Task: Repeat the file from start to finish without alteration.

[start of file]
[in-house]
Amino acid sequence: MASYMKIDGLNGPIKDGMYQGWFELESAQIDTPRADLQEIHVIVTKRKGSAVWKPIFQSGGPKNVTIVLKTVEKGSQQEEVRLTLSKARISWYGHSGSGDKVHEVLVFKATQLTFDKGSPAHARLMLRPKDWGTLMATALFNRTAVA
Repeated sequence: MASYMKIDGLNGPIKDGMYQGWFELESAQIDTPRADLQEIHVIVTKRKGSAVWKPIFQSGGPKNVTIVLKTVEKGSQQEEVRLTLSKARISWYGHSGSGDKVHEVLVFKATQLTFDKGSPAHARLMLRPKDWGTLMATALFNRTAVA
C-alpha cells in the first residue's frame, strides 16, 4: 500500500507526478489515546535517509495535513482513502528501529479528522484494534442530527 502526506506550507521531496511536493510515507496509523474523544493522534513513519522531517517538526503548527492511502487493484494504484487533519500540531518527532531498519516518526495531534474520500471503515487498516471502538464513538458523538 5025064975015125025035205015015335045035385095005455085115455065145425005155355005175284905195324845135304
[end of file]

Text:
[in-house]
Amino acid sequence: MASYMKIDGLNGPIKDGMYQGWFELESAQIDTPRADLQEIHVIVTKRKGSAVWKPIFQSGGPKNVTIVLKTVEKGSQQEEVRLTLSKARISWYGHSGSGDKVHEVLVFKATQLTFDKGSPAHARLMLRPKDWGTLMATALFNRTAVA
Repeated sequence: MASYMKIDGLNGPIKDGMYQGWFELESAQIDTPRADLQEIHVIVTKRKGSAVWKPIFQSGGPKNVTIVLKTVEKGSQQEEVRLTLSKARISWYGHSGSGDKVHEVLVFKATQLTFDKGSPAHARLMLRPKDWGTLMATALFNRTAVA
C-alpha cells in the first residue's frame, strides 16, 4: 500500500507526478489515546535517509495535513482513502528501529479528522484494534442530527 502526506506550507521531496511536493510515507496509523474523544493522534513513519522531517517538526503548527492511502487493484494504484487533519500540531518527532531498519516518526495531534474520500471503515487498516471502538464513538458523538 5025064975015125025035205015015335045035385095005455085115455065145425005155355005175284905195324845135304